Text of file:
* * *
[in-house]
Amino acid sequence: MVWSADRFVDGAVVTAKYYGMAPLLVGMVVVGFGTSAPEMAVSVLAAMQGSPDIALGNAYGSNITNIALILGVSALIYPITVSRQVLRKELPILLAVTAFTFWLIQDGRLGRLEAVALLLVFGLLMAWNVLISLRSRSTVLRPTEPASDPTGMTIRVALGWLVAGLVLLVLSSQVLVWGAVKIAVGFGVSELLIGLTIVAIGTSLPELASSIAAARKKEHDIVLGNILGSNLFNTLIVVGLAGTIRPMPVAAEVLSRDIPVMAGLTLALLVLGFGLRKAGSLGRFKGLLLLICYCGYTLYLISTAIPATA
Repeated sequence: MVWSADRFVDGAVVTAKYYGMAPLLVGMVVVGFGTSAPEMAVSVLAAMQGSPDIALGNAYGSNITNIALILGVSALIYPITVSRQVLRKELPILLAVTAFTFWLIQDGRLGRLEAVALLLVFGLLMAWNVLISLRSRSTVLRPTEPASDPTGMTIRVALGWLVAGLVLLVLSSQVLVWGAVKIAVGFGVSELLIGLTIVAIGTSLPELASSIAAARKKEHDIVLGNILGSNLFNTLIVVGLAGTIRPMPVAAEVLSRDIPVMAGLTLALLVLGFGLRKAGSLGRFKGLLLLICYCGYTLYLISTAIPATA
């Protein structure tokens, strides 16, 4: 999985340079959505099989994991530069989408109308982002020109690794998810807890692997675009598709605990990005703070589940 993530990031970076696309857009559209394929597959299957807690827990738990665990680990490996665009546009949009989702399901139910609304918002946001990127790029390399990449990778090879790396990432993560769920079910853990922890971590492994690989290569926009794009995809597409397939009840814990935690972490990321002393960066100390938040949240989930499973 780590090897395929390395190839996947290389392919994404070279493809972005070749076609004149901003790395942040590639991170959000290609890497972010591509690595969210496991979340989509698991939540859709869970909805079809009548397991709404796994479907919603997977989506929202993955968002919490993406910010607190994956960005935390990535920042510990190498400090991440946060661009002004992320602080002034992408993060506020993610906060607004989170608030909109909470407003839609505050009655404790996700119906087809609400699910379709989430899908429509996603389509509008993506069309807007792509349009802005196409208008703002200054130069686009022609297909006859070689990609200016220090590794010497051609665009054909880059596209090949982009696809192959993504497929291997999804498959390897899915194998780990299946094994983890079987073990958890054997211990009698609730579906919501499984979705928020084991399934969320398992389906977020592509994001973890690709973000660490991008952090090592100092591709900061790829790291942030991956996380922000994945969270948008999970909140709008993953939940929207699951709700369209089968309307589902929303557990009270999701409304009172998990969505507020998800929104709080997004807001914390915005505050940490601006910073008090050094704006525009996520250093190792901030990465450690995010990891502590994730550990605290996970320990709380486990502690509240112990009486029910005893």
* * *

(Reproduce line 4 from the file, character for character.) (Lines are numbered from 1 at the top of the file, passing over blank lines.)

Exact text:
């Protein structure tokens, strides 16, 4: 999985340079959505099989994991530069989408109308982002020109690794998810807890692997675009598709605990990005703070589940 993530990031970076696309857009559209394929597959299957807690827990738990665990680990490996665009546009949009989702399901139910609304918002946001990127790029390399990449990778090879790396990432993560769920079910853990922890971590492994690989290569926009794009995809597409397939009840814990935690972490990321002393960066100390938040949240989930499973 780590090897395929390395190839996947290389392919994404070279493809972005070749076609004149901003790395942040590639991170959000290609890497972010591509690595969210496991979340989509698991939540859709869970909805079809009548397991709404796994479907919603997977989506929202993955968002919490993406910010607190994956960005935390990535920042510990190498400090991440946060661009002004992320602080002034992408993060506020993610906060607004989170608030909109909470407003839609505050009655404790996700119906087809609400699910379709989430899908429509996603389509509008993506069309807007792509349009802005196409208008703002200054130069686009022609297909006859070689990609200016220090590794010497051609665009054909880059596209090949982009696809192959993504497929291997999804498959390897899915194998780990299946094994983890079987073990958890054997211990009698609730579906919501499984979705928020084991399934969320398992389906977020592509994001973890690709973000660490991008952090090592100092591709900061790829790291942030991956996380922000994945969270948008999970909140709008993953939940929207699951709700369209089968309307589902929303557990009270999701409304009172998990969505507020998800929104709080997004807001914390915005505050940490601006910073008090050094704006525009996520250093190792901030990465450690995010990891502590994730550990605290996970320990709380486990502690509240112990009486029910005893």